Me: I don’t see how I’m helping them disobey the order if they’re already in the country.
Again, I disagree with the question

Vince: Do illegal immigrants exist? Or are they simply undocumented American Citizens? Do American Citizens exist? Do you think a country has a right to defend its own borders? If yes, then does that only extend to those outside of those borders but then is null and void once an individual crosses those borders? …idk, Give me a question that you’d like to answer. I’m at a loss.

Me: We do have persons we designate American citizens. Countries do have a right to regulate their borders. The term “undocumented American citizens” doesn’t make sense, because citizens either have a birthright-related citizenship or have gone through the naturalization process. There are immigrants who are in the country who are undocumented, though I wouldn’t refer to them as a whole as “illegal immigrants”


A few closing thoughts on my side:

This was a difficult conversation on both sides, partly because we struggled to come to a question that could be framed in a way that respected the perspectives of both sides. What often happened, as happens in the larger culture, is that rather than having a coherent dialogue, the two sides are actually having two different conversations at once. 

For this reason, we kept having to step back from what appeared to be the question at hand and to work through the presumptions that were built not only into our conclusions, but into the very questions we ask one another. Much public debate operates through the tactic of forcing unfair questions on each other. If we want to have a real dialogue, we must resist it, and we must first of all resist it on our own parts. 

We’ll need to rethink how we look at debate. We don’t need exclamation points to attack one another — questions can also be acts of violence. We can ask wrongly. So we need to agree on what questions to ask before seeking answers. And we need to recognize that, just as with our conclusions and presumptions, our questions may need revisiting and revision. 

We also need to resist being condescending or presumptive of bad faith. I’m not convinced I always succeeded doing this in the above interaction. Good debate requires not only intellectual skill but also moral virtue. The same virtues involved in overcoming sexual passions are necessary to overcome our emotive passions when engaging in hard conversations. The practice of good debate, like the practice of chastity, is hard. And it takes a long time and a lot of practice (and a lot of doing it badly, though hopefully less badly as we go on) to learn how to do it well.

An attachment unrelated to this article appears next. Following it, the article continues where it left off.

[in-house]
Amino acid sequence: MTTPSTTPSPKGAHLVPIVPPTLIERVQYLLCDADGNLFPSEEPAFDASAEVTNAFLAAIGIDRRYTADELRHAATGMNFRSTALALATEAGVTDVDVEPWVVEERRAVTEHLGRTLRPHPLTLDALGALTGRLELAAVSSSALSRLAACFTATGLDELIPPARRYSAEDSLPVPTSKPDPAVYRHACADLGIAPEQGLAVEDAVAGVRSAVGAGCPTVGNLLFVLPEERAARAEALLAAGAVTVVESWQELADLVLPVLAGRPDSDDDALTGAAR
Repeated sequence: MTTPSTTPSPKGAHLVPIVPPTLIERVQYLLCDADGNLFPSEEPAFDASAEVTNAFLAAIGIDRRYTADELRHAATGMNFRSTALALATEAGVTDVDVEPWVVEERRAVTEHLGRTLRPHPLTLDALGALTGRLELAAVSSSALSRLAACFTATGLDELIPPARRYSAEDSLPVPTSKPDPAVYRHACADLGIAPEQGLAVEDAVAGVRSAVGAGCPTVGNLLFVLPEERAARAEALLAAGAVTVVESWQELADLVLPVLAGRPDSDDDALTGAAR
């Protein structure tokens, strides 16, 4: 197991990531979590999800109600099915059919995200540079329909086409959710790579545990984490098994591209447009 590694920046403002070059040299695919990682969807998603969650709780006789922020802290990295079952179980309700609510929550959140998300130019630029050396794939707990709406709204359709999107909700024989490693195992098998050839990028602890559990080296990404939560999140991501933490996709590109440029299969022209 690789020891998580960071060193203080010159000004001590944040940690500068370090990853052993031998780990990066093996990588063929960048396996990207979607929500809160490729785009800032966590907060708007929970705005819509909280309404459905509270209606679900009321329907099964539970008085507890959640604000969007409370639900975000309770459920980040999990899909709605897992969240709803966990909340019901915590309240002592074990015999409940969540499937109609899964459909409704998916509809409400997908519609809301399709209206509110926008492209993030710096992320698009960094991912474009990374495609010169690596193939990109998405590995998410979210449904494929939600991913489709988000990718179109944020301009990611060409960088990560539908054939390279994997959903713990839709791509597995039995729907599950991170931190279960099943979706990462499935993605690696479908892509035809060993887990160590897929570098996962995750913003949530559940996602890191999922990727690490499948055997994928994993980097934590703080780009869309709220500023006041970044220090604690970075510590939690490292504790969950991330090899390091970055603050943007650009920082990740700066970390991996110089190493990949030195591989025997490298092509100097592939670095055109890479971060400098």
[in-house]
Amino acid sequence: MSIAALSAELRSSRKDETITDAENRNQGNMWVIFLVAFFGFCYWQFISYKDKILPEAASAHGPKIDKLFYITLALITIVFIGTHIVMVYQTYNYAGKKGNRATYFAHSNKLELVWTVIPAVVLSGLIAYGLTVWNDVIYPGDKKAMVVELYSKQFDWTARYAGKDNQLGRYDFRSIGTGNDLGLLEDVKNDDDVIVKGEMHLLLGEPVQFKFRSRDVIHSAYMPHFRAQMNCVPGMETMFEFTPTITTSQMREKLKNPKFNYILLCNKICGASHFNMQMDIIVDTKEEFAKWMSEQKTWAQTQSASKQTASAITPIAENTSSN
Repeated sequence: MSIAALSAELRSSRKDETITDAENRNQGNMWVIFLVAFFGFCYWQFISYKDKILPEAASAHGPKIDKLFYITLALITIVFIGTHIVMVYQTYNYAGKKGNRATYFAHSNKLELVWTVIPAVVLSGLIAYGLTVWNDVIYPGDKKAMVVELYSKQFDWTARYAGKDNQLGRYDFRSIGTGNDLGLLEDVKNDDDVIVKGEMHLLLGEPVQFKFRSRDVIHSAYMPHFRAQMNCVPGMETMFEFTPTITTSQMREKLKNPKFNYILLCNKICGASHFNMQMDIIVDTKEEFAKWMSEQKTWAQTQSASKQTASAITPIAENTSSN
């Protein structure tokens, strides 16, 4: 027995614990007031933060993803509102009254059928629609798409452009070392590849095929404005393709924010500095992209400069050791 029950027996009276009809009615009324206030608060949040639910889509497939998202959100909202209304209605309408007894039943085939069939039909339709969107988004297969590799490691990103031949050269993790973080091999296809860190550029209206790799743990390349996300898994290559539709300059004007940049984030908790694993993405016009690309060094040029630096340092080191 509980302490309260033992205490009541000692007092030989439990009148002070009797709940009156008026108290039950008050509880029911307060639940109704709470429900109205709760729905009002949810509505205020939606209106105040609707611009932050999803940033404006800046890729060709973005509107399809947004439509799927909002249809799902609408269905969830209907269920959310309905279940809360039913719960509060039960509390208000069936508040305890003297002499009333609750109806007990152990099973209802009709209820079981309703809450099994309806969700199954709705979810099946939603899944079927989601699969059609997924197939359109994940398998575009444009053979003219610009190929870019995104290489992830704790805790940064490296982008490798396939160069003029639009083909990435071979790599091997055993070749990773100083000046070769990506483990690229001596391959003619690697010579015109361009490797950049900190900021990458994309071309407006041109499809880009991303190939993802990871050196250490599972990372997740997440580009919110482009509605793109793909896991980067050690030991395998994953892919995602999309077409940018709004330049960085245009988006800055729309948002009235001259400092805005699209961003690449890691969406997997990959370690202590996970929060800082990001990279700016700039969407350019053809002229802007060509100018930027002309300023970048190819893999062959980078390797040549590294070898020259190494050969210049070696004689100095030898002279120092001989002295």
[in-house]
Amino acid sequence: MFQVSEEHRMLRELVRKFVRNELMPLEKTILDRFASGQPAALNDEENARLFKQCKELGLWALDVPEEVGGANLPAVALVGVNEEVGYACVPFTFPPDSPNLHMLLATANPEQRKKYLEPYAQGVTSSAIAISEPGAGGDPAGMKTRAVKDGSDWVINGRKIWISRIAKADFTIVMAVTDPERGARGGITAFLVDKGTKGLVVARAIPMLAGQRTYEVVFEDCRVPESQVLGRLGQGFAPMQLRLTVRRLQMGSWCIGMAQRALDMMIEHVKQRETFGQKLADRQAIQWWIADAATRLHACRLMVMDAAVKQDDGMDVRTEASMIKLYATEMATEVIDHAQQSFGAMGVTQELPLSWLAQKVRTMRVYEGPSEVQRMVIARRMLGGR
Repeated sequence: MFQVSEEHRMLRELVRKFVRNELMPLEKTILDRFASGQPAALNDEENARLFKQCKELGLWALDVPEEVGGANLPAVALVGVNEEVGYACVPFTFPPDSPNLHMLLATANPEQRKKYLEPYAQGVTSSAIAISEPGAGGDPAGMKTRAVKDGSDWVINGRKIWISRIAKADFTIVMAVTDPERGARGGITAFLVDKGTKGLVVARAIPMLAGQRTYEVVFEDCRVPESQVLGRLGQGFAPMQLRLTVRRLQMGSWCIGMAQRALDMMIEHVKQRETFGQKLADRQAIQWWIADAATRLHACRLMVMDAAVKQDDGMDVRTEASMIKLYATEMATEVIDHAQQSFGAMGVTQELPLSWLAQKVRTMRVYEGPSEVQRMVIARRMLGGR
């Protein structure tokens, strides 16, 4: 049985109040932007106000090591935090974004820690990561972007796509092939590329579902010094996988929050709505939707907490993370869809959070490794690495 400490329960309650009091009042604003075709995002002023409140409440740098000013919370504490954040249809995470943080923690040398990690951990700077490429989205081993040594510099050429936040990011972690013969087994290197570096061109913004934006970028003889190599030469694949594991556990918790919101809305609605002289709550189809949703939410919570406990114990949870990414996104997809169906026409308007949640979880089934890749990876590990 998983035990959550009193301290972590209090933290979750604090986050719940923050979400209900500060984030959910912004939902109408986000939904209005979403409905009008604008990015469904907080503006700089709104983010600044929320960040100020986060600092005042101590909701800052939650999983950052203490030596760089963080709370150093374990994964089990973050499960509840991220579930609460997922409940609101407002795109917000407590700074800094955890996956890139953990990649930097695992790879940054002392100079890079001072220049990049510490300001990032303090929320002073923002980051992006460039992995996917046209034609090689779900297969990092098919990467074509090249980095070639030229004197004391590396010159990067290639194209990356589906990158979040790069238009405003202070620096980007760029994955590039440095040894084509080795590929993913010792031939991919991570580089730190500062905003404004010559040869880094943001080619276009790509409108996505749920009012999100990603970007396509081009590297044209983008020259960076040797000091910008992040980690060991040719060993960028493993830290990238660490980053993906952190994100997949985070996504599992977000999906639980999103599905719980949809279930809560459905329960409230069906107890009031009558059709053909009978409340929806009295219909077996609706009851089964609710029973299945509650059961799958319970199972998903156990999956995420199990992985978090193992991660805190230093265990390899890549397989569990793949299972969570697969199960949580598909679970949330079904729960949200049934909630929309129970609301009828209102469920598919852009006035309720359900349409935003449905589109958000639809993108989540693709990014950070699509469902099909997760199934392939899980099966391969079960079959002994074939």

For these reasons, public debate on this issue is largely futile, and perhaps will only be ended when one side destroys the other. It will take a lot of time and commitment to come to common questions, let alone common ground. It requires not only intellectual skills but moral virtue, including intellectual and emotional detachment and asceticism.  

America just doesn’t have the patience for this. At its best, our attention span is an election cycle, and so our response is to try to destroy one another with each election. At its worst, our attention span is a social media word limit, and we accept the Twitter terms of debate in setting each other on fire with hot takes (including hot takes disguised as questions). This, of course, will not bring about peace, for peace can only be found in faith seeking understanding, both with God and with one another. Catholics need another way. 


Chris Damian is a writer, speaker, attorney, and business professional living in the Twin Cities. He received his B.A. in Philosophy from the University of Notre Dame and his J.D. and M.A. in Catholic Studies from the University of St. Thomas. He is the author of “I Desired You: Intellectual Journals on Faith and (Homo)sexuality” (volumes I and II). He is also the co-founder of YArespond, a group of Catholic young adults seeking informed and holistic responses to the clergy abuse crisis. In his free time, he enjoys hosting dinner parties and creative writing workshops.